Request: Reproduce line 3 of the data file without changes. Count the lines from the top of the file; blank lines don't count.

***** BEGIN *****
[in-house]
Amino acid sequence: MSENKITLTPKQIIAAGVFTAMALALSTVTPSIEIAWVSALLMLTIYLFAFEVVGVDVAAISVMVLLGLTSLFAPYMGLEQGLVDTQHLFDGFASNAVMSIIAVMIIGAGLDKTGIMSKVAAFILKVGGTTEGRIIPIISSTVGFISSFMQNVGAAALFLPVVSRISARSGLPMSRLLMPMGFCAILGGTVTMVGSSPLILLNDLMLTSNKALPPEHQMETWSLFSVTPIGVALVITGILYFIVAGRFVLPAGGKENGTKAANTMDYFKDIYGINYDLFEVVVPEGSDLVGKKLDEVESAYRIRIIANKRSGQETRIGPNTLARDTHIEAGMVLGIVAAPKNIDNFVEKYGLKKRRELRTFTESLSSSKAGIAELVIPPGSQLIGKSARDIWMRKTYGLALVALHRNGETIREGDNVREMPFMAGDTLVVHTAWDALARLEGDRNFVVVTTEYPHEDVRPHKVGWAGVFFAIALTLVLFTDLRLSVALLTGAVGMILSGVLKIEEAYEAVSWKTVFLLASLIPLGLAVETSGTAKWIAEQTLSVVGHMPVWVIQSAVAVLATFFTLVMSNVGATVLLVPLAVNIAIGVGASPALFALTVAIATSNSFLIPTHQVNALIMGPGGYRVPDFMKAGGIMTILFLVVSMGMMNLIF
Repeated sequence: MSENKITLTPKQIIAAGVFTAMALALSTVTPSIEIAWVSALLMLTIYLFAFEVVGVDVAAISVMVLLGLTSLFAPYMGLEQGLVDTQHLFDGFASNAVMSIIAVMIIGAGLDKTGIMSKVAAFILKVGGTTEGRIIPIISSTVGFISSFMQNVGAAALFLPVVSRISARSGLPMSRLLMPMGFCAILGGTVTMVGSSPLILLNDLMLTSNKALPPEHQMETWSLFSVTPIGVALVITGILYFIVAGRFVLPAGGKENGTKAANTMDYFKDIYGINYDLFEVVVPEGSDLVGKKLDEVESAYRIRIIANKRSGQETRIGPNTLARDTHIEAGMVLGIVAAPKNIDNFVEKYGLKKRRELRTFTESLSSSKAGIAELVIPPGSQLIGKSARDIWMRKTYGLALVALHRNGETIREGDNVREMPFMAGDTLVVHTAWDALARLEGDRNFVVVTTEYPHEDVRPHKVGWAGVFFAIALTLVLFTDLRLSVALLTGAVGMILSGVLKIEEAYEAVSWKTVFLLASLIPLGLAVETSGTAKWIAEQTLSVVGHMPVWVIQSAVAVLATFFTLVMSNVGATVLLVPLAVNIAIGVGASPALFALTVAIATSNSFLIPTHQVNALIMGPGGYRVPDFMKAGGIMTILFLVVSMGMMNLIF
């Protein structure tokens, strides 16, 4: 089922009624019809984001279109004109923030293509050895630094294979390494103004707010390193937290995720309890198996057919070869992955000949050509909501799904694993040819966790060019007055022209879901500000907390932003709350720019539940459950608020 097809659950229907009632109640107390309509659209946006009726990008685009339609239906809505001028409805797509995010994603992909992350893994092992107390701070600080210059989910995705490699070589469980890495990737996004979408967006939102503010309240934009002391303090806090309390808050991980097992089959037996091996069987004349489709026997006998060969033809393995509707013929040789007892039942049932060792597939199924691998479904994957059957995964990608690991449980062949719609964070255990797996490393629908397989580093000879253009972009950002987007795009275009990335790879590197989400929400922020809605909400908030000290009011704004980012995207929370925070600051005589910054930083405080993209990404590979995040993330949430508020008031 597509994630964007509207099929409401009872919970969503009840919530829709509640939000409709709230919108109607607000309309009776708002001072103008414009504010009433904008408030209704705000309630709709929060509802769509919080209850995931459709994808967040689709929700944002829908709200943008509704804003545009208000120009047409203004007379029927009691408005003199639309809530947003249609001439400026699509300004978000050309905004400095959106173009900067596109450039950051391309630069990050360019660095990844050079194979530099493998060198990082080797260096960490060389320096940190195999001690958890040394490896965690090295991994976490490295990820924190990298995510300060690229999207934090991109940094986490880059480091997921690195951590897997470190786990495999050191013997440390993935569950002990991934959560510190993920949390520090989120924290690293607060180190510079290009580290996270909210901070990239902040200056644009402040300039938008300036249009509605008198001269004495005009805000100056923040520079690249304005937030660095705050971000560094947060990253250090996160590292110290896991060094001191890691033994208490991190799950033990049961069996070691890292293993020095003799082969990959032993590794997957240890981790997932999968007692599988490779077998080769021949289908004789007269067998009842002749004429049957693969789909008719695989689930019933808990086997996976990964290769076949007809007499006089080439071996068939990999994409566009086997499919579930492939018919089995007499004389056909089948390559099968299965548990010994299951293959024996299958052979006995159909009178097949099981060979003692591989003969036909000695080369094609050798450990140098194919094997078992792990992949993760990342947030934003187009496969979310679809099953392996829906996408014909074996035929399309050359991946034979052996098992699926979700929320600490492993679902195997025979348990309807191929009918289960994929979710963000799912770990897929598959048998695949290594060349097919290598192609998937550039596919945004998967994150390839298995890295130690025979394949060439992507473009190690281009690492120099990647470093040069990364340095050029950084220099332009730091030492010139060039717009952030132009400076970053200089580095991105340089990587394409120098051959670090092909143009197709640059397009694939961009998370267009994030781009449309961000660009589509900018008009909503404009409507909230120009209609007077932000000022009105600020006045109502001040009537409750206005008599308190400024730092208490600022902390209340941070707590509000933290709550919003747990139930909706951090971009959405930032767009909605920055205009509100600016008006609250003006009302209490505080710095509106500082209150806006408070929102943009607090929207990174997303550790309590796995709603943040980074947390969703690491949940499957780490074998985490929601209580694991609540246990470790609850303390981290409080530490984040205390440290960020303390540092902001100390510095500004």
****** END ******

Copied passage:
Repeated sequence: MSENKITLTPKQIIAAGVFTAMALALSTVTPSIEIAWVSALLMLTIYLFAFEVVGVDVAAISVMVLLGLTSLFAPYMGLEQGLVDTQHLFDGFASNAVMSIIAVMIIGAGLDKTGIMSKVAAFILKVGGTTEGRIIPIISSTVGFISSFMQNVGAAALFLPVVSRISARSGLPMSRLLMPMGFCAILGGTVTMVGSSPLILLNDLMLTSNKALPPEHQMETWSLFSVTPIGVALVITGILYFIVAGRFVLPAGGKENGTKAANTMDYFKDIYGINYDLFEVVVPEGSDLVGKKLDEVESAYRIRIIANKRSGQETRIGPNTLARDTHIEAGMVLGIVAAPKNIDNFVEKYGLKKRRELRTFTESLSSSKAGIAELVIPPGSQLIGKSARDIWMRKTYGLALVALHRNGETIREGDNVREMPFMAGDTLVVHTAWDALARLEGDRNFVVVTTEYPHEDVRPHKVGWAGVFFAIALTLVLFTDLRLSVALLTGAVGMILSGVLKIEEAYEAVSWKTVFLLASLIPLGLAVETSGTAKWIAEQTLSVVGHMPVWVIQSAVAVLATFFTLVMSNVGATVLLVPLAVNIAIGVGASPALFALTVAIATSNSFLIPTHQVNALIMGPGGYRVPDFMKAGGIMTILFLVVSMGMMNLIF